Ecclestone lawyer claimed £40m payments were giftsby
A solicitor who received huge payments from racing impresario Bernie Ecclestone’s business has lost his appeal before the upper tribunal, with it finding that HMRC had validly issued discovery assessments.
Stephen Mullens worked as a lawyer and adviser to the Ecclestone family of Formula One fame. Between 1999/00 and 2012/13, Mullens received six payments totalling just under £40m, which he did not declare in his respective tax returns. Mullens claimed that these payments were gifts and not related to business.
HMRC issued discovery assessments under section 29 TMA 1970 in respect of the first four payments Mullens received, relying on the extended time limits available in section 36(1) and (1A) to make the assessments. This gives HMRC an extended time limit to open an enquiry to six years for careless conduct, and 20 years for fraudulent or deliberate conduct.
While HMRC also issued a discovery assessment for the fifth payment, this was within the usual four-year discovery time limit, and the sixth payment was dealt with by way of a closure notice, which amended that return to include the relevant payment.
HMRC also issued penalty assessments in relation to the payments.
The first tier tribunal (FTT) determined that each of the six payments was taxable, reflecting Mullens’ income made in return for services he had provided to the Ecclestone family interests. Similarly, the FTT found that the penalties issued for the relevant years had been correctly assessed.
Leave to appeal
Mullens challenged the FTT’s decision and was granted leave to appeal to the upper tribunal.
The case before the UT was narrower in scope and concerned an assessment appeal against the extended time limits HMRC had used when assessing the first four payments he had received (amounting to around £24m). Mullens also appealed against the associated penalty assessments for those years ( UKUT 00244 (TCC)).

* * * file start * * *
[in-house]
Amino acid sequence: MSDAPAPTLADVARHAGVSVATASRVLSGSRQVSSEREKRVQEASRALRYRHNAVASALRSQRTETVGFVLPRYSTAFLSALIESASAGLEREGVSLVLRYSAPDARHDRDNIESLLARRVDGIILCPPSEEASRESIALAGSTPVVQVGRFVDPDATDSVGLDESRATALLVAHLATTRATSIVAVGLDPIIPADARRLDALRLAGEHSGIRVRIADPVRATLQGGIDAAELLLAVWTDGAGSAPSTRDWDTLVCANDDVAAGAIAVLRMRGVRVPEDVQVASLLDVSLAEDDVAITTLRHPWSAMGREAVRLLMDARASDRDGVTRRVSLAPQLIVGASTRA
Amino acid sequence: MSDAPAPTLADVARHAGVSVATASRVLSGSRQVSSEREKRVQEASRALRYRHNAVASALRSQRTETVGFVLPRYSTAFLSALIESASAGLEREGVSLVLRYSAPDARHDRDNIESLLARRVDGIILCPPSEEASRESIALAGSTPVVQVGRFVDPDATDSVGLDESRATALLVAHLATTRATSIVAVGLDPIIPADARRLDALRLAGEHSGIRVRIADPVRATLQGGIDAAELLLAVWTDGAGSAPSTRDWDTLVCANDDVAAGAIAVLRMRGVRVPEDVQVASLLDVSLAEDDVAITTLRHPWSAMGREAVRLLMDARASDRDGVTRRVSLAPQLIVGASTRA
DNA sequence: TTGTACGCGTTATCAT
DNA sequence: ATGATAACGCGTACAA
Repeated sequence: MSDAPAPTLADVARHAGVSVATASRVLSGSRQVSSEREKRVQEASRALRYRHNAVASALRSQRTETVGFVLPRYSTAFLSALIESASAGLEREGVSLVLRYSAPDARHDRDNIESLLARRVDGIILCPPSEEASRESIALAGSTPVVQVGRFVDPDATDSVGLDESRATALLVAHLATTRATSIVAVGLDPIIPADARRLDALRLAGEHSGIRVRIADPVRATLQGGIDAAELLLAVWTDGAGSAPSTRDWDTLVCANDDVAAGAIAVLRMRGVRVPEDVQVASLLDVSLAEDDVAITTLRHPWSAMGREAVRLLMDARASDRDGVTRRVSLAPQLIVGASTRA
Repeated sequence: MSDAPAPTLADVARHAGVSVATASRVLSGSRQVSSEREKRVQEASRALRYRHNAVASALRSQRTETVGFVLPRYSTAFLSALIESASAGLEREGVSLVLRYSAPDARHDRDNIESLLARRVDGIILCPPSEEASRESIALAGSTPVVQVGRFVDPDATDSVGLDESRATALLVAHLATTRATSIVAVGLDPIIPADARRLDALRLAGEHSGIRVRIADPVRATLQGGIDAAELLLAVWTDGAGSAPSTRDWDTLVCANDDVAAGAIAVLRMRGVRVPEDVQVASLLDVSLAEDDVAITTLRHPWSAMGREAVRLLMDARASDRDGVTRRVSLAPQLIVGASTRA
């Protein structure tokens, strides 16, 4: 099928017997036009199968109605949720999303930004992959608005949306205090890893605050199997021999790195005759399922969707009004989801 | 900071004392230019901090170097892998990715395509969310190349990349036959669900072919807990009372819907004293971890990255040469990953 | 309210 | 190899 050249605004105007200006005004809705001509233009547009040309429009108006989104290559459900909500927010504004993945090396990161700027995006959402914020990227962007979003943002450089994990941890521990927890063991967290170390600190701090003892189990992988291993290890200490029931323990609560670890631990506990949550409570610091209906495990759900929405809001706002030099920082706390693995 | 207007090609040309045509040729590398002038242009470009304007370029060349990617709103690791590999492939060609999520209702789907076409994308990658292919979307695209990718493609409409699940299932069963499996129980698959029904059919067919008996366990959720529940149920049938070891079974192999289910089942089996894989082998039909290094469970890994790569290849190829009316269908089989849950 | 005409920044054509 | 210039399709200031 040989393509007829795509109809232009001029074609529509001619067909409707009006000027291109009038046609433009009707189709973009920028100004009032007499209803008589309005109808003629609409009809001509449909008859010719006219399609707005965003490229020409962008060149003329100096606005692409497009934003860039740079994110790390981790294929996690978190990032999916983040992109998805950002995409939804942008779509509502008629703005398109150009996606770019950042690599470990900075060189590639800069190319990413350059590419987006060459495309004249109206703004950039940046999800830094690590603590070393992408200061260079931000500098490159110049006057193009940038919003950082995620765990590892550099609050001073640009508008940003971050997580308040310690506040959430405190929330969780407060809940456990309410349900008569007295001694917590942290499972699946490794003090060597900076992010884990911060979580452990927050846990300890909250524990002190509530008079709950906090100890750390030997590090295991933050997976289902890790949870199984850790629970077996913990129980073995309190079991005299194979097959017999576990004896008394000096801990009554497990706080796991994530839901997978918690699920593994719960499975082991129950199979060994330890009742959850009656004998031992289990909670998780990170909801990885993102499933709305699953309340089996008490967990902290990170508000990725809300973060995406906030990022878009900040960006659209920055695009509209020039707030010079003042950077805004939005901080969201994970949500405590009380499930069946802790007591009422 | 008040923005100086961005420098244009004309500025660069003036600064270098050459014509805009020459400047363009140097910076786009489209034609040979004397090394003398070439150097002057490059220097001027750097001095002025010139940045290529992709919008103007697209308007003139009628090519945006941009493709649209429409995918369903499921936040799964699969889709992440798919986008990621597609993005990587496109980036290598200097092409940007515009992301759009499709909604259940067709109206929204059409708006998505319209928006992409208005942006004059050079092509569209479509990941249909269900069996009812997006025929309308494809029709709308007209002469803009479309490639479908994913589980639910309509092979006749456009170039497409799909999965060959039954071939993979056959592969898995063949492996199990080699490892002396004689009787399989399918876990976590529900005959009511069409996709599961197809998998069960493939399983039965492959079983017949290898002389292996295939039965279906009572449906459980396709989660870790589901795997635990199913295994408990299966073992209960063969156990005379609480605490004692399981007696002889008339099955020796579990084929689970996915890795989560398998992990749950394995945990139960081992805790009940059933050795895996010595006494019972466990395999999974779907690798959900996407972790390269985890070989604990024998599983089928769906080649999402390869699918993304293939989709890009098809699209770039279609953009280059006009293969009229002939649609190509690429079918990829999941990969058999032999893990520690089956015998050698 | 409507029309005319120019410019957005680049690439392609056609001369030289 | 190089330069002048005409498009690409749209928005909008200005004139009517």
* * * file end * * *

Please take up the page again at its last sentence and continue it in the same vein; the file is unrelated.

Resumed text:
Regarding the assessment appeal, it was common ground that, for HMRC to prove its case, it bore a burden of proof in two respects.
- First, HMRC had to establish that the pre-condition set out in s29(4) TMA 1970 was present – essentially, that a loss of tax had been brought about carelessly or deliberately by Mullens, or a person acting on his behalf.
- Second, HMRC had to establish that the requirements of s36(1) or (1A) TMA were met so that it could make an extended time-limit discovery assessment.
Mullens’ counsel argued that HMRC had failed to discharge its section 36 burden. In other words, for HMRC to issue discovery assessments under the extended time limits, it needed to show, in addition to culpable conduct, that there was an actual loss of some tax in the years of assessment covered by the extended time limit.
This included a need, so Mullens argued, for HMRC to establish matters such as the taxable source from which his payments derived, the status of those payments as income (not capital), and that they were taxable in the specified years.
Ultimately, the UT concluded, in relation to this case, that: “As a matter of statutory construction, if HMRC has discharged a section 29(4) burden, it need do nothing further to discharge a section 36 burden beyond proving that the [extended time limit] assessment in question was made within the six-year or 20-year period specified in s36(1) or s36(1A) of TMA as the case may be. Nothing in the authorities we have been shown, including [Hurley vs Taylor  STC 1], alters that conclusion.”
The UT also made the point, in rebuttal to Mullens’ argument that HMRC also needed to establish specifics such as the taxable source of the payments, that where HMRC can produce evidence that, prima facie, showed a loss of tax as a result of culpable conduct requiring an explanation from the taxpayer, HMRC can still meet its section 36 burden if the taxpayer’s explanation was not accepted. It would then fall to the taxpayer to displace the assessment: there was nothing unfair or unexpected in that as it is the taxpayer who has the relevant information.
The UT decision
Ultimately, the UT rejected Mullens’ argument that the FTT misdirected itself on the section 36 burden, finding that the FTT’s approach had been correct and that discharging the section 36 burden required HMRC to show nothing more than what was required in connection with its section 29(4) burden.
As to the penalty appeal, the UT determined that HMRC had made valid penalty assessments.
The appeal was dismissed.
It’s worth noting that, in this case, the UT also went into some detail discussing the case law and broader legislative history regarding the discovery assessment provisions, with a particular focus on Hurley vs Taylor  STC 1.